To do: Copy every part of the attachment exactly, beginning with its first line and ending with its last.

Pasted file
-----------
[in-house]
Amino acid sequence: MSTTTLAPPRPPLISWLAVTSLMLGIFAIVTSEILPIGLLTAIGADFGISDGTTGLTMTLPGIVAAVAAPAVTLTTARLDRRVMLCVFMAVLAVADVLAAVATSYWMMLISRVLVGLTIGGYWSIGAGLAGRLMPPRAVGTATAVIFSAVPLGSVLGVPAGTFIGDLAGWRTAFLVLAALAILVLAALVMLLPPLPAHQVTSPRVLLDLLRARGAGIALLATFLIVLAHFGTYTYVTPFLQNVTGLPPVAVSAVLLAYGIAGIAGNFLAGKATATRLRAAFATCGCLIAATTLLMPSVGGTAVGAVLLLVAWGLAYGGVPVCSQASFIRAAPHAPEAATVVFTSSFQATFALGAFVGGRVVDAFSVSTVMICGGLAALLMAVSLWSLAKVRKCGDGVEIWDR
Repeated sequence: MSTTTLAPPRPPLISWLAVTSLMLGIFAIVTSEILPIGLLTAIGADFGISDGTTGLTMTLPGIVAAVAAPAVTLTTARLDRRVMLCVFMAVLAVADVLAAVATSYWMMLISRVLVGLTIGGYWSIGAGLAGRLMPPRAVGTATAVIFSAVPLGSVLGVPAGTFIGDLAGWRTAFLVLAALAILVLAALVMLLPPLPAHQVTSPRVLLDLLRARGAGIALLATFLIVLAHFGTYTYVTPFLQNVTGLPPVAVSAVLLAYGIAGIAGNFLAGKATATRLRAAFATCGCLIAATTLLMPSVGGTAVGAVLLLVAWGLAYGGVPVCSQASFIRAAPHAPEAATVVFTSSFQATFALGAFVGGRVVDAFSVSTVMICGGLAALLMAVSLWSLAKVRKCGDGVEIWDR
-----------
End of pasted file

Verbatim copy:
[in-house]
Amino acid sequence: MSTTTLAPPRPPLISWLAVTSLMLGIFAIVTSEILPIGLLTAIGADFGISDGTTGLTMTLPGIVAAVAAPAVTLTTARLDRRVMLCVFMAVLAVADVLAAVATSYWMMLISRVLVGLTIGGYWSIGAGLAGRLMPPRAVGTATAVIFSAVPLGSVLGVPAGTFIGDLAGWRTAFLVLAALAILVLAALVMLLPPLPAHQVTSPRVLLDLLRARGAGIALLATFLIVLAHFGTYTYVTPFLQNVTGLPPVAVSAVLLAYGIAGIAGNFLAGKATATRLRAAFATCGCLIAATTLLMPSVGGTAVGAVLLLVAWGLAYGGVPVCSQASFIRAAPHAPEAATVVFTSSFQATFALGAFVGGRVVDAFSVSTVMICGGLAALLMAVSLWSLAKVRKCGDGVEIWDR
Repeated sequence: MSTTTLAPPRPPLISWLAVTSLMLGIFAIVTSEILPIGLLTAIGADFGISDGTTGLTMTLPGIVAAVAAPAVTLTTARLDRRVMLCVFMAVLAVADVLAAVATSYWMMLISRVLVGLTIGGYWSIGAGLAGRLMPPRAVGTATAVIFSAVPLGSVLGVPAGTFIGDLAGWRTAFLVLAALAILVLAALVMLLPPLPAHQVTSPRVLLDLLRARGAGIALLATFLIVLAHFGTYTYVTPFLQNVTGLPPVAVSAVLLAYGIAGIAGNFLAGKATATRLRAAFATCGCLIAATTLLMPSVGGTAVGAVLLLVAWGLAYGGVPVCSQASFIRAAPHAPEAATVVFTSSFQATFALGAFVGGRVVDAFSVSTVMICGGLAALLMAVSLWSLAKVRKCGDGVEIWDR